From then on, my view of diplomacy was skewed toward the truth they weren't letting us in on. A few of you, hopefully even more than a few, will recall my perfectly logical timeline of some long forgotten Washington peace talks:
- Aug 30 - Israeli Defense Minister Ehud Barak holds "secret" meeting with Jordanian King Abdullah in Amman.
- Aug 31 - Four Israelis, one pregnant, slaughtered in terror attack outside Hebron.
- Sept. 1 - Barak announces that Israel will divide Jerusalem.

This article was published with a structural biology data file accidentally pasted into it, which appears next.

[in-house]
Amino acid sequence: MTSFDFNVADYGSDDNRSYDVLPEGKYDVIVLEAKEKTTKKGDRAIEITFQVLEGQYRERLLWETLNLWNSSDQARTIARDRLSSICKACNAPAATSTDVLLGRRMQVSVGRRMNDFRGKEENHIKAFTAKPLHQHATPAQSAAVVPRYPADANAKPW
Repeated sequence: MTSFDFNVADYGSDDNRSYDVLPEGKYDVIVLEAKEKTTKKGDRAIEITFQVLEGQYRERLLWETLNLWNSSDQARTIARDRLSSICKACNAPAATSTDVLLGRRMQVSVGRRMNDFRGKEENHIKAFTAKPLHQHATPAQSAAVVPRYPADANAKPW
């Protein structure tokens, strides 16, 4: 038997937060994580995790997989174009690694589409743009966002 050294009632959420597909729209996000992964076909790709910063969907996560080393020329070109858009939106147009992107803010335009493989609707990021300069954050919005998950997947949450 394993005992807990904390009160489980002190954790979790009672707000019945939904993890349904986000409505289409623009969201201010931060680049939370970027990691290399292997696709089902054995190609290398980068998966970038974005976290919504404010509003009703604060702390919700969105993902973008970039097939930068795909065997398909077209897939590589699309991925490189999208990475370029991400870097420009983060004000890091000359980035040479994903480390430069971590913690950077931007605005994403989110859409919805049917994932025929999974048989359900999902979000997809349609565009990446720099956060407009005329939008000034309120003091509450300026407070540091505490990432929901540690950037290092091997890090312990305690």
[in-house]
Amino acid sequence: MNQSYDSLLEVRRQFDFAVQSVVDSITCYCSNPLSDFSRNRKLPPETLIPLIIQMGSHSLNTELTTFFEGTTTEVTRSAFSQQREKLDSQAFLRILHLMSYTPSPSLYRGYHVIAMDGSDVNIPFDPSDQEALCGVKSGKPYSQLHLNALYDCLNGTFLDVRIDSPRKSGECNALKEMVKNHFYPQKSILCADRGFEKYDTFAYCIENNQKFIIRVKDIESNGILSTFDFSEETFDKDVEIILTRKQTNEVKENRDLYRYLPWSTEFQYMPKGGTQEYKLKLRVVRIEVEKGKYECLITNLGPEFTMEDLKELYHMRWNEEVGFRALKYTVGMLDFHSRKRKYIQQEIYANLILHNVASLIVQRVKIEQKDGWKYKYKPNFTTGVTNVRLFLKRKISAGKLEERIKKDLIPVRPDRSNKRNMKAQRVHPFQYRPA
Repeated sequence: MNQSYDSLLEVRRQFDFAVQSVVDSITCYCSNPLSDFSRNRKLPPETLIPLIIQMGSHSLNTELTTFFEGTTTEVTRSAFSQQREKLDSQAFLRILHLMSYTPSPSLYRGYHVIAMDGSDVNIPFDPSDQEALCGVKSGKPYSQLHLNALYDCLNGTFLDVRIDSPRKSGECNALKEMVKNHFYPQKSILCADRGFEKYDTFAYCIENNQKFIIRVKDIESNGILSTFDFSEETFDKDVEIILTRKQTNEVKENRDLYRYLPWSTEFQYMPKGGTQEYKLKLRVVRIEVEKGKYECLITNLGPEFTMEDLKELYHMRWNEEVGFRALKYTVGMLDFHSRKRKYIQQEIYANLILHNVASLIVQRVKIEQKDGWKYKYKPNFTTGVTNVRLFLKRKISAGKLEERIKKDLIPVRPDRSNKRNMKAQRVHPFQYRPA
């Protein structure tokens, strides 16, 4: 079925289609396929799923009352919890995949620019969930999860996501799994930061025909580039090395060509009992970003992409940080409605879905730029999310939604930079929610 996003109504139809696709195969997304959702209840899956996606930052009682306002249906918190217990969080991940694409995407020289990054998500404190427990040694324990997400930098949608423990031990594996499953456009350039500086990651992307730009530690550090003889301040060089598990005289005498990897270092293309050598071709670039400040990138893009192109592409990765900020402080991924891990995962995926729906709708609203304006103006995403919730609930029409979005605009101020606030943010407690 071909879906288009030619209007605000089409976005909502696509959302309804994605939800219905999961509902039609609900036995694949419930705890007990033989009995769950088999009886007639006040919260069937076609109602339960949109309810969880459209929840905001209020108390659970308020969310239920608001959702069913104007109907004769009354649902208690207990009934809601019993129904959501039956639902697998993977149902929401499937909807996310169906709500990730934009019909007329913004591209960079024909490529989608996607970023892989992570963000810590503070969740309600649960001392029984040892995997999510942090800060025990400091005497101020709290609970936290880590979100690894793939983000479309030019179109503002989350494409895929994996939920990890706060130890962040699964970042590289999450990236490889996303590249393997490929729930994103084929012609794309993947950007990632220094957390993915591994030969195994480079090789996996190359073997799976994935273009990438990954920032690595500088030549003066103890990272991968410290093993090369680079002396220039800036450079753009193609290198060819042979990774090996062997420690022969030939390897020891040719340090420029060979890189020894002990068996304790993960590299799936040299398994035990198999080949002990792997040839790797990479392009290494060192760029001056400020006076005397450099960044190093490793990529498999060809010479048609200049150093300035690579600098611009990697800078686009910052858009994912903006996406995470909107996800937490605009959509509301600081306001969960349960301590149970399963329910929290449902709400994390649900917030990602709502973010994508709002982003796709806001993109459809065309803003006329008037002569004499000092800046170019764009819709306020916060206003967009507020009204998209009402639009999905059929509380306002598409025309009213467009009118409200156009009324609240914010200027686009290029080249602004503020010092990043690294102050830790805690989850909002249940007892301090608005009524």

- Sept. 1 - Pres. Mubarak and French president Sarkozy meet to coordinate European position in next day's Washington "peace" talks.
- Sept. 2 - Israeli President Shimon Peres meets the Pope in the Vatican just as...
- Sept. 2 - Netanyahu, Abbas, Mubarak, and Abdullah meet Obama in Washington.
Logical, only if you are utterly convinced that Israel's President Shimon Peres is a lowlife Vatican spy. Since my appearance in the recent release of the Steve Stavro’s DVD, Clear and Present Evil, the issue of Peres' real loyalties has arisen once more, in certain circles. I present mainstream articles of varying ages. Who knows if any of the URLs are still up? Now, tell me if you see a pattern:
Read the entire article
Peres Meets With Pope in Vatican